Apple has been accused of approving poor-quality applications, taking too long to approve an app, and rejecting apps similar to its own offerings, but never has Apple been accused of blocking hackers from its App Store -- until now. A small number of self-proclaimed iPhone hackers have reported being denied access into the App Store, including Sherif Hashim.
Hashim may have been targeted because of his jailbreaking of Apple's iPhone, a process that allows iPhone and iPod touch users to run any code on their devices versus only code authorized by Apple. Once a device is jailbroken, users are able to download applications that were previously unavailable through the App Store.
Banned for Security Reasons
Hashim reported receiving a message after attempting to log in to his App Store account. "'Your Apple ID was banned for security reasons,' that's what I get when I try to go to the App Store; they must be really angry and, guess what, my apple ID was firstname.lastname@example.org, what a fool was me not to notice, can't help laughing, they are babies."
After attempting to log in again, Hashim received the same message and tweeted "I wonder if this was an Apple act or someone messing with my account."
After failing to successfully log into the App Store, Hashim used his wife's credit-card information to create a new account and received the same message yet again.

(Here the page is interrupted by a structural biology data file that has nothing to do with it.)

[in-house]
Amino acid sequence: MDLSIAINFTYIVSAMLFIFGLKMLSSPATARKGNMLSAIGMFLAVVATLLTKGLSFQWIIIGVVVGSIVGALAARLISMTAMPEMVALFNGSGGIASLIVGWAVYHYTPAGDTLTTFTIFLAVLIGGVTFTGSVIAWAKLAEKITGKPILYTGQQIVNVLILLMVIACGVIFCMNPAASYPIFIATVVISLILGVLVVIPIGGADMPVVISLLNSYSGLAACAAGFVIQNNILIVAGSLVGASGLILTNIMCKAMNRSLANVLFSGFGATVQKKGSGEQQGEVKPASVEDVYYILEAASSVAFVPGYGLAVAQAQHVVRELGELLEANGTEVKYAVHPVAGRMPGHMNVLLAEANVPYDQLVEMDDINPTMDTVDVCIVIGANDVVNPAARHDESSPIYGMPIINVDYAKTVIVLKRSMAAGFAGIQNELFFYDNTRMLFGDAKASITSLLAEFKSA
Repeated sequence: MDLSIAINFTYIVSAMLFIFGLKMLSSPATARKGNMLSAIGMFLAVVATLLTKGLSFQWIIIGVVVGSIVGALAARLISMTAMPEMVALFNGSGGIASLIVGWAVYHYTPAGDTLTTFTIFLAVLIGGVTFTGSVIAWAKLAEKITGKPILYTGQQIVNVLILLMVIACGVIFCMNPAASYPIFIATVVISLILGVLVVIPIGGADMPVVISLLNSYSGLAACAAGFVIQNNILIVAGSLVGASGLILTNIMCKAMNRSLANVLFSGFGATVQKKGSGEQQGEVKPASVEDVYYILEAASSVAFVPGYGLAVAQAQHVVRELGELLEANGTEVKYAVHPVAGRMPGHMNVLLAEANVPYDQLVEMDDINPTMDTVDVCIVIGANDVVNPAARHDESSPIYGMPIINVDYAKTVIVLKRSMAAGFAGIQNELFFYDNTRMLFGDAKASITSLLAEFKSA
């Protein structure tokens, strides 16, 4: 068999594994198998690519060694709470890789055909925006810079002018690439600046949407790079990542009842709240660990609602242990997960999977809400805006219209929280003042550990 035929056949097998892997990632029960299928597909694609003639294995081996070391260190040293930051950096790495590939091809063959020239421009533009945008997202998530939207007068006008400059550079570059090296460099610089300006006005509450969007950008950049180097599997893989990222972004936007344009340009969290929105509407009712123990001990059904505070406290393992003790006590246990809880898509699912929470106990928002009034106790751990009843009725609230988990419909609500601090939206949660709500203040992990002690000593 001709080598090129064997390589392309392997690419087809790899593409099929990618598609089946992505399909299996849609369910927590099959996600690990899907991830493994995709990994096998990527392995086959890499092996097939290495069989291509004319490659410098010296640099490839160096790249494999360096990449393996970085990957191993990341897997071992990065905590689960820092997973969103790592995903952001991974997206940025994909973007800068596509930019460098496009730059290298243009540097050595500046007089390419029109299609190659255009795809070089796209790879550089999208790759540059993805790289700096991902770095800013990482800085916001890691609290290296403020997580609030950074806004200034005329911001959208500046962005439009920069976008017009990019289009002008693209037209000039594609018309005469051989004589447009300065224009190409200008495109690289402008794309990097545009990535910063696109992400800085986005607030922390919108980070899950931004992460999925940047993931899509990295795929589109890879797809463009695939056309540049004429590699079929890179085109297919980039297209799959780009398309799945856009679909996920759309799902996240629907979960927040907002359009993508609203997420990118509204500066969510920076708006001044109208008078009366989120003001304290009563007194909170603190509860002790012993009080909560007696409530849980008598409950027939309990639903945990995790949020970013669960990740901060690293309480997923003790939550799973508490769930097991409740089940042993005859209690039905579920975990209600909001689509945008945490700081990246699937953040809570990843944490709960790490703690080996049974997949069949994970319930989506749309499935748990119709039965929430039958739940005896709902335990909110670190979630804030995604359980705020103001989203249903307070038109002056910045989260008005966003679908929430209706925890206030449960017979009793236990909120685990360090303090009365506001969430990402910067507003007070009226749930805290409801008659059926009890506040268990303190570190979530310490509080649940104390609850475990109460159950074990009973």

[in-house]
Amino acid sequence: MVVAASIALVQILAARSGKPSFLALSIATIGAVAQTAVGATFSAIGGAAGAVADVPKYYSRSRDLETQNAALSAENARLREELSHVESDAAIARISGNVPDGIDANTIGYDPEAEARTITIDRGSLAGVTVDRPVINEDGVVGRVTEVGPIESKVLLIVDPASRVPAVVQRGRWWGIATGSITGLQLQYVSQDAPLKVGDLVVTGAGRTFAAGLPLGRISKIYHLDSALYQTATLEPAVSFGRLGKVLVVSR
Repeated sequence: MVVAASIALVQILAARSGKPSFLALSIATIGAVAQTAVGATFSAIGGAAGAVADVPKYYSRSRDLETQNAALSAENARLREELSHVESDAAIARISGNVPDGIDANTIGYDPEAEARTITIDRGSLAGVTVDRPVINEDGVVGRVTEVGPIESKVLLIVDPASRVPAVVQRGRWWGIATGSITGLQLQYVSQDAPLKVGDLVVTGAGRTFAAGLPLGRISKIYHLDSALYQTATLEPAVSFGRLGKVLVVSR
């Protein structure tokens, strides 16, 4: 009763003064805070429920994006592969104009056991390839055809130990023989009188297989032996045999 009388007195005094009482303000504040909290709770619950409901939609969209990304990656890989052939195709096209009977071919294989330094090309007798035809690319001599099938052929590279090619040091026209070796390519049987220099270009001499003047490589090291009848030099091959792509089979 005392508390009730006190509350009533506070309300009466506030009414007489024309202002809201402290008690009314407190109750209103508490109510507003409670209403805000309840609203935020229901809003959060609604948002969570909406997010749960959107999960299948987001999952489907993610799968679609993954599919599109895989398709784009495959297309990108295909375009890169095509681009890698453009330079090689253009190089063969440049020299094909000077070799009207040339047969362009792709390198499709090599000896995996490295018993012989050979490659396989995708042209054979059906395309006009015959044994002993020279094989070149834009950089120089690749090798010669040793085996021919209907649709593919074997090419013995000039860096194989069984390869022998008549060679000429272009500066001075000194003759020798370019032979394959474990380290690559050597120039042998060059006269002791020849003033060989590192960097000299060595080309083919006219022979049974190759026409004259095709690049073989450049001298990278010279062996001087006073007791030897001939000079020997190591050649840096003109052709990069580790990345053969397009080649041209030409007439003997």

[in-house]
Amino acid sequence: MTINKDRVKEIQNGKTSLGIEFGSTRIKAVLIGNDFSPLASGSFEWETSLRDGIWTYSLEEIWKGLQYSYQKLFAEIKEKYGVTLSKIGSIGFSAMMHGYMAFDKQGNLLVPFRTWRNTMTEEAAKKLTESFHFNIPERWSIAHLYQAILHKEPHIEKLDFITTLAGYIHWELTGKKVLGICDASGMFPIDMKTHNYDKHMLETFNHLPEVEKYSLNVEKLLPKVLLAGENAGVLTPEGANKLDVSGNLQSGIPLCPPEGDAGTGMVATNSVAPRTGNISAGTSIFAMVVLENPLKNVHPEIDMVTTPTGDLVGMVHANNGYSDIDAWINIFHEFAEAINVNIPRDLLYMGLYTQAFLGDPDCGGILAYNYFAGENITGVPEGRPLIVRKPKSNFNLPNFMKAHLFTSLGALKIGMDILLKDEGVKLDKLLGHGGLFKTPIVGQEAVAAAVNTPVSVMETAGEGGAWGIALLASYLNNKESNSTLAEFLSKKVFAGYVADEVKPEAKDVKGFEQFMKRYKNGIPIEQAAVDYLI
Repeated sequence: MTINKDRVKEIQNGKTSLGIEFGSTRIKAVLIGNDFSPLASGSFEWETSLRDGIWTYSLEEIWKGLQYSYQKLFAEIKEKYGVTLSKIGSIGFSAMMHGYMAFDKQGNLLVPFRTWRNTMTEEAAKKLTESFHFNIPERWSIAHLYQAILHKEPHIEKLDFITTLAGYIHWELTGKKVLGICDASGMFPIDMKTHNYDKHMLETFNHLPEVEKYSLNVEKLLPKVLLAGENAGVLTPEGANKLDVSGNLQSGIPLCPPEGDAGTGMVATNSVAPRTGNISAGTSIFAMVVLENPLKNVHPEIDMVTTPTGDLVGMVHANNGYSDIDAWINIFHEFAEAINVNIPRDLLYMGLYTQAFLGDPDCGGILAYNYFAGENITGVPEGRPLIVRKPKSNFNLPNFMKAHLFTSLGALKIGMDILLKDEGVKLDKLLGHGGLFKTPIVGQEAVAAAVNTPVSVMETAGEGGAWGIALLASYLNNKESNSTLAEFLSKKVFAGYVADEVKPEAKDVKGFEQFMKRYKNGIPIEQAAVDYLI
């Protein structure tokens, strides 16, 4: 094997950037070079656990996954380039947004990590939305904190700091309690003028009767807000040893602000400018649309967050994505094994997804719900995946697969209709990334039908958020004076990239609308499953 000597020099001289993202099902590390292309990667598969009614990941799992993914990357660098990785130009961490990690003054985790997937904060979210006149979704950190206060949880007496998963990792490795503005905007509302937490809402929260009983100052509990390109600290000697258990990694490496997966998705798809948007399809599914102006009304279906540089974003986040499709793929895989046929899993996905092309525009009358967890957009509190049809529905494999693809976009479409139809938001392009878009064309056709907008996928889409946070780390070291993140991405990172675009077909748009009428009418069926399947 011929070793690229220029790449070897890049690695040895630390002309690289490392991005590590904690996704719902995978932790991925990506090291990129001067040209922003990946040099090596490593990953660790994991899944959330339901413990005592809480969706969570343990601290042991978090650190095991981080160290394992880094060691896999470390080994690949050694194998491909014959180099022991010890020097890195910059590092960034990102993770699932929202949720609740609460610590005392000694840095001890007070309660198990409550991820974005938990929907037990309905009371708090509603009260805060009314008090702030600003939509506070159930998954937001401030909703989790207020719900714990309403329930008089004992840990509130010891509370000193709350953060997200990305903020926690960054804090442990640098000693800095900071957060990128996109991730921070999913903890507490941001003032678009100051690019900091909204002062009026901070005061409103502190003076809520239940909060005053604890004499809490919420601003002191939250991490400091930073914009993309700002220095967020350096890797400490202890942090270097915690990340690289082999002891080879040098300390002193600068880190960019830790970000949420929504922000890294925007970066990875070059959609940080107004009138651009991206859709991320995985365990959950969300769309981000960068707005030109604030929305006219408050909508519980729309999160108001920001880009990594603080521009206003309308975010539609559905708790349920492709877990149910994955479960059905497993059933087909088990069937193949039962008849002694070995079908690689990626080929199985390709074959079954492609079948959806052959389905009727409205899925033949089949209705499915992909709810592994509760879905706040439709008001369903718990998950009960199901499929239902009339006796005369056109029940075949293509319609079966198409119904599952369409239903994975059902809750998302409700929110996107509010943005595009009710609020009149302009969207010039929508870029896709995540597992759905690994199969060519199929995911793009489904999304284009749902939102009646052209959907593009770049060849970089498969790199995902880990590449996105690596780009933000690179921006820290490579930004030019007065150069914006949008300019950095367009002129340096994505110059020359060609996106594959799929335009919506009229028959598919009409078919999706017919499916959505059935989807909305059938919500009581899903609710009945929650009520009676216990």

"This Visa rejection is very weird and doesn't seem like an Apple act, but the timing is also weird," he added.
Hashim isn't alone. The iPhone hacker and developer behind the jailbreaking tool SnowBreeze, ih8sn0w, also tweeted about his App Store trouble on Twitter.
Since launching its App Store, Apple has dealt with jailbreaking by creating iPhone OS updates that break the previous jailbreak. Blocking and disabling accounts of alleged iPhone and iPod touch jailbreakers, however, may be Apple's new way of combating the problem, according to observers.
While jailbreakers may be calling Apple a blocker, developers are applauding the blocks. While Hashim was laughing at Apple's block, others were laughing at him.
"It's just something Apple does, so if you plan to do something against the policy, you should be prepared to get burned," said Alex Sokirynsky, an iPhone developer and creator of iPhone applications Podcaster and RSSPlayer.
"Apple blocked two hacked phones out of millions, so it's hardly anything to get upset over," Sokirynsky said. "The people that did get blocked are only blocked from the App Store on that one device."
Posted: 2010-02-20 @ 2:58am PT